Tale Tellin’ Festival announces lineup
The schedule for the 2014 Kathryn Tucker Windham Alabama Tale Tellin’ Festival has been released, and it is full of performers who will take the Selma stage for the first time.
Tellers Michael Reno Harrell, Suzi “Mama” Whaples and Lyn Ford will take the stage during the annual festival, which will be held at Selma’s ArtsRevive Building Oct. 10 and 11.
“We work hard to try and appeal to all kinds of audiences,” said Ann Thomas, chairman of the Tale Tellin’ Fesitval. “It really is a feel-good kind of thing. If you bring your 5-year-old child, you don’t have to be worried about them hearing something they shouldn’t.”
While the three speakers are new to the Tale Tellin’ Fesitval, they are all veterans of storytelling. Harrell has been telling stories professionally for four decades, Whaples has performed before audiences in seven states, and Ford works as a speaking mentor along with her professional work.
Along with the three new speakers, the event will feature the music and comedy of the Dill Pickers, a frequent participant in the Tale Tellin’ Festival. Their performances at the Tale Tellin’ Festival will be one of their last as a group, Thomas said.
“They are going to disband for a while,” Thomas said. “Several of them are from out of state and they have grandchildren. They are amazing and I really hope people turn out to enjoy their shows this year.”
Along with their performances at the festival, the storytellers will also speak to children at several area schools. This year, both days of the festival will begin with the Swappin’ Ground at 4:30 p.m., where audience members are invited to share stories with each other.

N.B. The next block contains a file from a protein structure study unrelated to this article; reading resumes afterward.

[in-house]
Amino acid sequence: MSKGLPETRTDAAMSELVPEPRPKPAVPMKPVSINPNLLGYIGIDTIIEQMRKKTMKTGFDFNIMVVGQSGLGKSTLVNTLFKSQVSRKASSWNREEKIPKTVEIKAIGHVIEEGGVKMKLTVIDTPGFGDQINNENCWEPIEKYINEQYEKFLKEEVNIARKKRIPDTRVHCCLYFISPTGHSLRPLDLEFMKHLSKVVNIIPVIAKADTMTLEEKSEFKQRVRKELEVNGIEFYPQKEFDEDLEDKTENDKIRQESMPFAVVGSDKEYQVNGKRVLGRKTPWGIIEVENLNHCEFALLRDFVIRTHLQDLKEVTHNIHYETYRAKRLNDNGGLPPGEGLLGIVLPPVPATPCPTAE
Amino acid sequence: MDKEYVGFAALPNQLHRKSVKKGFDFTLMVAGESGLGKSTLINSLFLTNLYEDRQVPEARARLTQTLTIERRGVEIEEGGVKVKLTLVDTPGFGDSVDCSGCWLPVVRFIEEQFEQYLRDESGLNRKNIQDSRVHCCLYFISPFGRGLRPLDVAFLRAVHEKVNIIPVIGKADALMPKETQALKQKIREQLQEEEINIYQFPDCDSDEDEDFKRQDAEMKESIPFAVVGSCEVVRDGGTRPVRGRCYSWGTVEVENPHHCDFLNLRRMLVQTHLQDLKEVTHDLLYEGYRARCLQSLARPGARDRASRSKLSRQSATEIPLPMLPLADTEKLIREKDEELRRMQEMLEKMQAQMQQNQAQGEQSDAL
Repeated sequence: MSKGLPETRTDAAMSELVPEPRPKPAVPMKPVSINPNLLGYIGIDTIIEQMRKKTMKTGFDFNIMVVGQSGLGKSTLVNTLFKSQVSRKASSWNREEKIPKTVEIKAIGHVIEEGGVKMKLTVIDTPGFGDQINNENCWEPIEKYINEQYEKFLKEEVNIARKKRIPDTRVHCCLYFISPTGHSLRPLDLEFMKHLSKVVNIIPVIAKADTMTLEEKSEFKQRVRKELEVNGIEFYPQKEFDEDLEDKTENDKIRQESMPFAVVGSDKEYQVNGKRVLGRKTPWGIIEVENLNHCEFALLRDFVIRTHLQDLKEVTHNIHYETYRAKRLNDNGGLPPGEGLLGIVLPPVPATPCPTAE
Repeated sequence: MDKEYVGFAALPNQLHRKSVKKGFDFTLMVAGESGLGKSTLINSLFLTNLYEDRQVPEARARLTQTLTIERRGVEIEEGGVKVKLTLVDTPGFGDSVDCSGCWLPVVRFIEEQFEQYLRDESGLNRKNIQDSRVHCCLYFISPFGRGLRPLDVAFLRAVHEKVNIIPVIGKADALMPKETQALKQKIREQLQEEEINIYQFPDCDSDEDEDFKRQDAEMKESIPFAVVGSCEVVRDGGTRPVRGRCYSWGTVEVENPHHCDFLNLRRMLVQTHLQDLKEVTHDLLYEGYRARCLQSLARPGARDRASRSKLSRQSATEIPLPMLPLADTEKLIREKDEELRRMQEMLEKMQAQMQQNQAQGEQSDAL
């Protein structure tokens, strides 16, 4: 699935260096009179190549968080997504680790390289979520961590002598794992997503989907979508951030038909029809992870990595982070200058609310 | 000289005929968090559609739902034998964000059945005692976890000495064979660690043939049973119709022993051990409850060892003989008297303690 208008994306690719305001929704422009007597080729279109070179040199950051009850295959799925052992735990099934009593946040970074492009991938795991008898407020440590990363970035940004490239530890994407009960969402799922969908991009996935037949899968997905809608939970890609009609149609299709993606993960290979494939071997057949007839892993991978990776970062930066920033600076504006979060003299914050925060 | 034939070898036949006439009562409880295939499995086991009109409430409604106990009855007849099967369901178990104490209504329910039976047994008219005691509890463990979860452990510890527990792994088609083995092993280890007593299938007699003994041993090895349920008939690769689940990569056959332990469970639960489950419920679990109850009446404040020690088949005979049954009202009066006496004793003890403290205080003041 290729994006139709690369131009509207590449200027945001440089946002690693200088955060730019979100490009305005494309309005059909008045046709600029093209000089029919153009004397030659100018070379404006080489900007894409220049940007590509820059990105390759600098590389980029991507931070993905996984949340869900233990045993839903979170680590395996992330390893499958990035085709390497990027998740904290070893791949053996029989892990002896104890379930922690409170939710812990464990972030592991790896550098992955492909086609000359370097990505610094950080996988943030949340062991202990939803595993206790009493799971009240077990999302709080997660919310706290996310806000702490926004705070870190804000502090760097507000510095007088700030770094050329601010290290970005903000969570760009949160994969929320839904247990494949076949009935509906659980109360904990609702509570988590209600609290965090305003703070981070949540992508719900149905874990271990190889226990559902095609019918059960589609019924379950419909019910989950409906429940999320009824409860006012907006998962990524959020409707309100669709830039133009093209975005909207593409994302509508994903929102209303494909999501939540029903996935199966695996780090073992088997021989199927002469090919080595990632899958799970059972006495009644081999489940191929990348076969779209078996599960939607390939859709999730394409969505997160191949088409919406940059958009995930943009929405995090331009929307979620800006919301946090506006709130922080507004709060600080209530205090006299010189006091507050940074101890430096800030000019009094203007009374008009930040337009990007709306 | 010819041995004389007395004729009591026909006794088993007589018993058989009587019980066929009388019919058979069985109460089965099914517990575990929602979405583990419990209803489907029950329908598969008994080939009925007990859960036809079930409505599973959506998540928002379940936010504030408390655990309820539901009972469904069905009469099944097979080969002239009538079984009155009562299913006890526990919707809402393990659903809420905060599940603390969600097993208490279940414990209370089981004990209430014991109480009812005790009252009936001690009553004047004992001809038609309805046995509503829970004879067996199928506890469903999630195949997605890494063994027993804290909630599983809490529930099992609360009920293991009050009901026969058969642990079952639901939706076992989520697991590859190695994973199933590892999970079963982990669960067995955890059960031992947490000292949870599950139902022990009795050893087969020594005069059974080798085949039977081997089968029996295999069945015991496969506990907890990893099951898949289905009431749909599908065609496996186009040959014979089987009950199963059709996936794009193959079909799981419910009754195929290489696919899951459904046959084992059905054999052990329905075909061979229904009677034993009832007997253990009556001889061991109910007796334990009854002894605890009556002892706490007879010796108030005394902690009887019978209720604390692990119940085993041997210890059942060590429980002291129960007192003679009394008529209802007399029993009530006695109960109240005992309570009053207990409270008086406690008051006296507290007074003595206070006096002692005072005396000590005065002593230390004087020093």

After a break for dinner at 5:30 p.m., the headliners will take the stage at 6:30 p.m. and will entertain the crowd until 9 p.m., Thomas said.
She said the event has grown since ArtsRevive took over four years ago, and it has attracted audience members from near and far.
“Last year the crowd was about the same amount of locals and people from out of town,” Thomas said. “It’s a big deal for people from all around.”
Dilcy Windham Hilley, daughter of the festival’s creator, said the event is something all people would enjoy, even if they’ve never been before.
“You don’t know what you’re missing, so get up off your couch and check it out,” Hilley said. “It’s how generations learn about their families and keep their stories alive. It’s just a beautiful way to weave family history into present day.”
While her mother was the founder of the event, Hilley said she was also its biggest supporter.
“My mother was very fond of this event, and she looked forward to it every year,” Hilley said. “Not only because she got to tell stories and hear stories, but mainly because she got to be with her storytelling friends.”
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